The Partnership Between Gov't, Business and Genetic Research
The field of genetic research has been an expanding and growing field for several decades. Since the completion of the mapping of the human genome, which was announced in 2003 as a result of the partnership between the Human Genome Project, funded and managed by the U.S. Department of Energy (DOE) and the National Institutes of Health (NIH) and a private consortium of pharmaceutical companies, there have been proclamations from that field of study declaring the discovery of various genes.
Currently, there is ongoing and continued research worldwide, at hospitals, pharmaceutical companies, universities and other private entities, meant to unlock the secrets of numerous diseases and conditions, in an effort to gain information that it has been stated will be used to improve the human condition. At present, materials harvested from aborted and stillborn remains are of paramount importance in this research, most notably and always in the news, the use of stem cells.
There are three primary sources for obtaining these aborted and stillborn remains in the U.S., from health care clinics and hospitals, abortion clinics, like those in operation and use at Planned Parenthood Parenthood Federation of America Inc. and from private physicians. Most physicians are linked professionally with hospitals and clinics. The majority of clinics and hospitals are linked to colleges and universities, with both often involved in research with the aid of government funding. Pharmaceutical companies are involved in this research process on any number of these levels as well.
According to Planned Parenthood, these aborted and stillborn remains are the major source of embryonic stem cells and fetal tissue. Researchers, from various settings like academic institutions, commercial companies and institutions outside of the US, usually acquire these remains through private arrangements from nearby individual obstetricians because of the need for immediate delivery to the researchers' laboratories to prevent deterioration.
It has been reported that there is no formal national organization that accomplishes these tasks. Organizations wanting access to these remains deal directly with private laboratories or pharmaceutical companies. After women have given consent in writing for abortions, they are solicited to donate the remains for research.
The National Institutes of Health (NIH) Revitalization Act of 1993 prohibits these women, if they choose to allow the remains to be used in this manner, from knowing who will receive the remains or voicing any form of opposition to who will receive the remains. This act authorizes federal support for research on those materials obtained from those remains, whether from spontaneous or induced abortions or stillbirths.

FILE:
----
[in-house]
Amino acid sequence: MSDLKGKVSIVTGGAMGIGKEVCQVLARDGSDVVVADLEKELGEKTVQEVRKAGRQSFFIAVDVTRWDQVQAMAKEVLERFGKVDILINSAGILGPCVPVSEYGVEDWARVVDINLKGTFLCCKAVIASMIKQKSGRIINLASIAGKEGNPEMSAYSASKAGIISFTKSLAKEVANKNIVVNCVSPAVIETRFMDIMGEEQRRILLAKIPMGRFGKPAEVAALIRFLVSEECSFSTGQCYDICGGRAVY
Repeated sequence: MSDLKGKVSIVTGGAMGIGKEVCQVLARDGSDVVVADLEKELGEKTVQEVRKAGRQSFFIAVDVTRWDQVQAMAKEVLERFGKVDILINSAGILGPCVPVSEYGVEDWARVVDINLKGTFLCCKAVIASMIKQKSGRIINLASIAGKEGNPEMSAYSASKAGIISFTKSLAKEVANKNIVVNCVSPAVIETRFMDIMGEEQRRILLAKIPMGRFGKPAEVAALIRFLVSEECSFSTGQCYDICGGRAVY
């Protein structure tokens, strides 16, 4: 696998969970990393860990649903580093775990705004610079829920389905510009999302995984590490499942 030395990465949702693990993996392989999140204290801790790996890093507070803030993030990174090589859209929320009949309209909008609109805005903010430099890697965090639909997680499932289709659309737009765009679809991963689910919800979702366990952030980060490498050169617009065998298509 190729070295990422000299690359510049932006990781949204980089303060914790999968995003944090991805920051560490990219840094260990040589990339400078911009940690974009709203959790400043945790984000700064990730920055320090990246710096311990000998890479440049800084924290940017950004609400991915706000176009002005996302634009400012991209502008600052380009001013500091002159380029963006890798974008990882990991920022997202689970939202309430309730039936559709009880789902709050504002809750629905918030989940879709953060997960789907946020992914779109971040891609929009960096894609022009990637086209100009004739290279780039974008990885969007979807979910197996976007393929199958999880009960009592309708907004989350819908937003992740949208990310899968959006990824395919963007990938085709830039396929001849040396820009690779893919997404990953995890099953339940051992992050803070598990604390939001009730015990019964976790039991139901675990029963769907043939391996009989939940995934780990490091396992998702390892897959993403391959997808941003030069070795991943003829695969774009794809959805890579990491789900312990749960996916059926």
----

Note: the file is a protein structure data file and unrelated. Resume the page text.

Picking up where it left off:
Genetic research on any number of genes, in it's preliminary stages, is being funded and supported by governmental agencies and pharmaceutical companies, with a new strategy of funding for the drug companies coming from individuals and foundations and going directly to the drug companies.
Massive government studies around the world are engaged in doing basic genetic identification, to aid in the process of targeting specific genes, as a cost saving measure for the pharmaceutical industry and other possible researchers. The primary revealed use for this research has been for the development of genetic prenatal testing for determining birth defects.
Recently, in May 2007, the New York Times ran a story about a meeting organized in Detroit, Michigan to help people better understand children with Down Syndrome. There is a growing concern and fear among those identified as advocates for those with Down Syndrome that genetic testing may represent a new form of eugenics. It has been reported that 90% of pregnant women who are informed after prenatal testing that their unborn will have Down Syndrome choose abortion.
Will the connections and relationships between business, in the form of the drug industry, health care facilities and research institutions result in a possible increase in abortions, a concern raised at Womensenews.org in an article entitled New Prenatal Tests Raise Hopes and Fears, as a result of future mothers being informed that their unborn children will be born defective and victims of some horrible condition or disease?
Given the complexity and difficulty of any decisions to be made by any parents given the news of possible health issues and challenges for their child, the question is what level of disability or intellectual limitation might deem it advisable for steering prospective parents toward discontinuing a pregnancy?
As the demand for more diverse genetic samples and materials are desired, are any of our biological samples safe when we go to the hospital, clinic or physician unless we specifically dictate exactly what we will allow to be done with any parts of ourselves we are asked to provide for testing?
Appearing at Stem Cell Information, a web page maintained by the NIH, under Research and Policy Questions:
1) Which research is best to pursue?
The development of stem cell lines that can produce many tissues of the human body is an important scientific breakthrough. This research has the potential to revolutionize the practice of medicine and improve the quality and length of life. Given the enormous promise of stem cells therapies for so many devastating diseases, NIH believes that it is important to simultaneously pursue all lines of research and search for the very best sources of these cells.
We must make ourselves aware of the links and connections that power this current technology because, for a great many involved, this is business and business exists to turn a profit. These profits must not come at the expense or as the result of an uninformed populous, that waits silently on the sidelines, ignorant and oblivious to the possible danger of misuse and abuse that may await.